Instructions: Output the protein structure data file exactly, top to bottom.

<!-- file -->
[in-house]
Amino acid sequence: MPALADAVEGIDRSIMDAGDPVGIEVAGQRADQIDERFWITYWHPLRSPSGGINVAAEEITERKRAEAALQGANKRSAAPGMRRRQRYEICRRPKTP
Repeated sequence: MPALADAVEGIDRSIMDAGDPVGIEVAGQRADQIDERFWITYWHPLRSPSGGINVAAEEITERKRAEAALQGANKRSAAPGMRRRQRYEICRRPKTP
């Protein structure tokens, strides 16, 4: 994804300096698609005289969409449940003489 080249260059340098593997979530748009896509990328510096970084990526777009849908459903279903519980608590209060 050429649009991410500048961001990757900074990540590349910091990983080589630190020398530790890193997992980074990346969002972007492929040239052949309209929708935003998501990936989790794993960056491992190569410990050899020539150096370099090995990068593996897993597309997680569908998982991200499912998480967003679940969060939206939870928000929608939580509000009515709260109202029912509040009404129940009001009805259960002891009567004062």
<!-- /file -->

[in-house]
Amino acid sequence: MPALADAVEGIDRSIMDAGDPVGIEVAGQRADQIDERFWITYWHPLRSPSGGINVAAEEITERKRAEAALQGANKRSAAPGMRRRQRYEICRRPKTP
Repeated sequence: MPALADAVEGIDRSIMDAGDPVGIEVAGQRADQIDERFWITYWHPLRSPSGGINVAAEEITERKRAEAALQGANKRSAAPGMRRRQRYEICRRPKTP
């Protein structure tokens, strides 16, 4: 994804300096698609005289969409449940003489 080249260059340098593997979530748009896509990328510096970084990526777009849908459903279903519980608590209060 050429649009991410500048961001990757900074990540590349910091990983080589630190020398530790890193997992980074990346969002972007492929040239052949309209929708935003998501990936989790794993960056491992190569410990050899020539150096370099090995990068593996897993597309997680569908998982991200499912998480967003679940969060939206939870928000929608939580509000009515709260109202029912509040009404129940009001009805259960002891009567004062």